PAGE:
Yes… I told you that having a portfolio isn’t a necessary component to being successful on Upwork. But let’s not throw the baby out with the bathwater.
Samples are still incredibly important when it comes to conveying credibility, and if you don’t have a portfolio to choose from, you can simply create them on-the-fly.
The biggest impact you can make with your proposal isn’t by submitting something super long or complex, and it isn’t even necessarily about outstanding quality…
...It’s about relevance.
Fortunately, starting from scratch and creating proposals on a need-to-have basis puts you at a massive advantage, because you’ll always have a scarily relevant sample to attach alongside your cover letter.
#3: Cough Up Some Stellar Testimonials
Nothing screams credibility like someone else vouching for your services, especially when the results speak for themselves.
If you’re just starting out on Upwork, you probably don’t have any Upwork feedback to leverage for this, and that’s okay. While this does seem like a bit of a catch-22, there’s a pretty simple workaround.
All you have to realize is...
Nobody said your testimonials must appear exclusively on your Upwork profile, and neither did anyone say they should come from Upwork itself.
In other words, you can source testimonials from from past clients, colleagues, or even friends and relatives, and then you can simply paste them straight into your cover letter.
Ingredient #3: Likability
“Likability” is often attributed to in-person scenarios, but I can tell you now, the same principles apply online, and Upwork is no exception.
The funny thing is, most freelancers tend to overlook this ingredient, and it’s one that will almost always give you the edge over your competitors.
Fortunately, only a slight shift is needed to take full advantage of this, and you’ll slap yourself once you realize just how powerful it is.
How To Be Insanely Likable On Upwork
A lot of this stuff comes down to just being human, and, as obvious as that may sound, you’d be amazed at just how many proposals read like a letter to the President.
Again, let’s look at a few specific tactics you can use:
#1: Address Each Client By Name (Seriously)
If there’s one stupidly easy way to set a good impression right from the start, it’s by addressing the client by their actual name.
Yet, even when I’ve clearly listed my name in the job description, I find more than half of applicants still fail to start their cover letter with it. (Which promptly lands them in the rejected archives.)
Can’t see a name? I’ve got some sneaky tricks for finding any client’s name, but I only share them with subscribers so you’ll have to gimme your email if you want in. 😉
#2: Inject Complements Where Appropriate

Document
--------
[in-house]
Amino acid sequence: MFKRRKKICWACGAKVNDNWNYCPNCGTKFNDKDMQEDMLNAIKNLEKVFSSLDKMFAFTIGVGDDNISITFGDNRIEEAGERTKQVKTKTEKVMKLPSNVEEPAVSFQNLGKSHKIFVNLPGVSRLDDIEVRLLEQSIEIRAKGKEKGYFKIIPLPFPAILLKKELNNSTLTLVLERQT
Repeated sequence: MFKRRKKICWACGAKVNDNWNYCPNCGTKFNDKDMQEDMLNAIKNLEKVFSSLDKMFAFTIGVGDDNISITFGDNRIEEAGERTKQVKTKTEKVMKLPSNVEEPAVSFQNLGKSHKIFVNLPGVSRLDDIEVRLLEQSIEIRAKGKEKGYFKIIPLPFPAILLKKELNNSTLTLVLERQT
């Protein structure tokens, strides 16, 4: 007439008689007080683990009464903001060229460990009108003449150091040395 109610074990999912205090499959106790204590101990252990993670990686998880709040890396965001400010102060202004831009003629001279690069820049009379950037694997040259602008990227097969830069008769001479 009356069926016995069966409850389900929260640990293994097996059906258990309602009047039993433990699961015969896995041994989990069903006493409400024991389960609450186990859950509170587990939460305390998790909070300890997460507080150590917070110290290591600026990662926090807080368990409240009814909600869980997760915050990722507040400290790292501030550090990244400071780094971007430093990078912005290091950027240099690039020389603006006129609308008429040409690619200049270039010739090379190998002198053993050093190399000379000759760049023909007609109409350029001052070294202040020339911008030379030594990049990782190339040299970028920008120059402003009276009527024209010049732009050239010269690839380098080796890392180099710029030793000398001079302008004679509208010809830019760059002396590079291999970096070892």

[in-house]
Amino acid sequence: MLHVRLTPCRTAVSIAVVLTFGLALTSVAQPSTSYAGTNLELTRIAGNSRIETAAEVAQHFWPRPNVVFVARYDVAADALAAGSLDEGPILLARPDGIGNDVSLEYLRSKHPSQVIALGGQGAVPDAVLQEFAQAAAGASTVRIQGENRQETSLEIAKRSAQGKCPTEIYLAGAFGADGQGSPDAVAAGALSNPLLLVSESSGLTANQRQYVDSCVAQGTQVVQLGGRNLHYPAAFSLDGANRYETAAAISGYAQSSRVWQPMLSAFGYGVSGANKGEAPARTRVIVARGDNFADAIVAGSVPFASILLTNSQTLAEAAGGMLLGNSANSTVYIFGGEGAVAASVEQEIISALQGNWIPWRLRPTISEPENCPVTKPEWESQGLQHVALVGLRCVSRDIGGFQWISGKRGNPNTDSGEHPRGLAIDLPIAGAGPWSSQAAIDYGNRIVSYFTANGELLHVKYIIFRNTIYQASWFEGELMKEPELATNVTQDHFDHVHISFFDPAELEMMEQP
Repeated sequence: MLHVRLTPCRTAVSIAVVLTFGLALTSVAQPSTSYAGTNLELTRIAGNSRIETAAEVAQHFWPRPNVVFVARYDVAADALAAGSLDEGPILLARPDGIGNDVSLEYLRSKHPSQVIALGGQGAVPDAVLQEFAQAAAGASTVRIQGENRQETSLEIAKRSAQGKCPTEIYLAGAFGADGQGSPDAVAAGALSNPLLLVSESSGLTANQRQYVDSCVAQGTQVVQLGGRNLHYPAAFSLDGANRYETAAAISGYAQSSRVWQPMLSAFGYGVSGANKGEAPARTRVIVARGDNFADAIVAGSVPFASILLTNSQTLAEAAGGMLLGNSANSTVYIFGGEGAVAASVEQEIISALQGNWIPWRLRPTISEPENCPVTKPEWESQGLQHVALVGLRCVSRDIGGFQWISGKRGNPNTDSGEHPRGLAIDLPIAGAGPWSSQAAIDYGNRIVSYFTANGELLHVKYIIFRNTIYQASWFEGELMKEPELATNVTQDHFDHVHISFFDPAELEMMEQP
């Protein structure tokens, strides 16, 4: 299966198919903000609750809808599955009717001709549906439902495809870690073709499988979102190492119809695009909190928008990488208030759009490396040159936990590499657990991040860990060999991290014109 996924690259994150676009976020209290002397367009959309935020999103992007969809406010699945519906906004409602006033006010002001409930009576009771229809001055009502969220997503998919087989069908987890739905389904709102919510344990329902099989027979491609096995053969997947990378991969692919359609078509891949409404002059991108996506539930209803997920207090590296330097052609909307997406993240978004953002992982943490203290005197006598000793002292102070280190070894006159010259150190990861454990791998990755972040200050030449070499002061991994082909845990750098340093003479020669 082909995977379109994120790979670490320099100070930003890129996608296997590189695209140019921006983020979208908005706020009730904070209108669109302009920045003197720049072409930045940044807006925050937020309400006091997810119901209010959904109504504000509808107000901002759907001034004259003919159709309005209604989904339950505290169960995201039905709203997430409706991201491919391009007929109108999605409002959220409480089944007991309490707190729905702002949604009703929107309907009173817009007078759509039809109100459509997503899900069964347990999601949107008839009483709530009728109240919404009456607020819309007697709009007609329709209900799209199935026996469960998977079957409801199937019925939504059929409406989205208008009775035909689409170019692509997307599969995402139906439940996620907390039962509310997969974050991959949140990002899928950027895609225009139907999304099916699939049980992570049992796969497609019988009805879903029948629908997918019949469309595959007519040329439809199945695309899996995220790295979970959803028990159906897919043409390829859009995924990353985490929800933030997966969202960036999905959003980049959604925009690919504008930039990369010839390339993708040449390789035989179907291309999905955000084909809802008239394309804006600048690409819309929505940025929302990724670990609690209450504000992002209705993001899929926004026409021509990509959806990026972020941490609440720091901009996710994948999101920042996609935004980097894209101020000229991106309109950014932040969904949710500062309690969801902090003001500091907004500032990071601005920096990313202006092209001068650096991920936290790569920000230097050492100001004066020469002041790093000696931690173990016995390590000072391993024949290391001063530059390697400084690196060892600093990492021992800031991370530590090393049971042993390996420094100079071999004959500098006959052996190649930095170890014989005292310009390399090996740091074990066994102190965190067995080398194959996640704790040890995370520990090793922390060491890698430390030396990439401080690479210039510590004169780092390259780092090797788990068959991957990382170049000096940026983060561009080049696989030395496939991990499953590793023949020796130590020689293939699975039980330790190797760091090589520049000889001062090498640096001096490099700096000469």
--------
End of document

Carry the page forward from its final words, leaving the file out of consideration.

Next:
I struggled with this myself at first because I really hate forced compliments. (They’re so pronounced and full of intent.)
But I quickly figured out that even a subtle compliment slipped into your cover letter can go a long way, and if you know where to look, it’s really not hard to find a genuine reason to make one.
It could be as simple as...
- Complementing the design of the client’s website
- Acknowledging a need for the client’s product
- Showing an interest in the client’s business or market
- Thanking the client for a detailed job description
- And literally dozens more...
Such a small thing, but it really does work wonders when it’s said in the right way and with conviction.
#3: Show Dem Pearly Whites
See the little circle that appears next to your name on Upwork? That’s right, your profile photo.
That little beaut is one seriously overlooked piece of real-estate, and using a cropped FB picture from your friends stag-party just isn’t going to cut it. Not this time.
The biggest impact you can make with your profile photo is to smile. And not just a casual smirk, but the biggest full on ear-to-ear smile you can muster.
A genuine smile is incredibly powerful. It communicates ease and openness, approachability and trustworthiness. It is perhaps the single most immediate way to express likability. - The 11 Laws Of Likability
Wrapping It Up
Understanding and applying these core ingredients will not only allow you secure your first job on Upwork, but they are the key to landing consistent work on the platform.
And while I’ve only scratched the surface on the individual tactics, the lessons in this article alone will put you head and shoulders above the competition.
Feeling confident? It’s time to get yourself back on Upwork and win yourself that first job.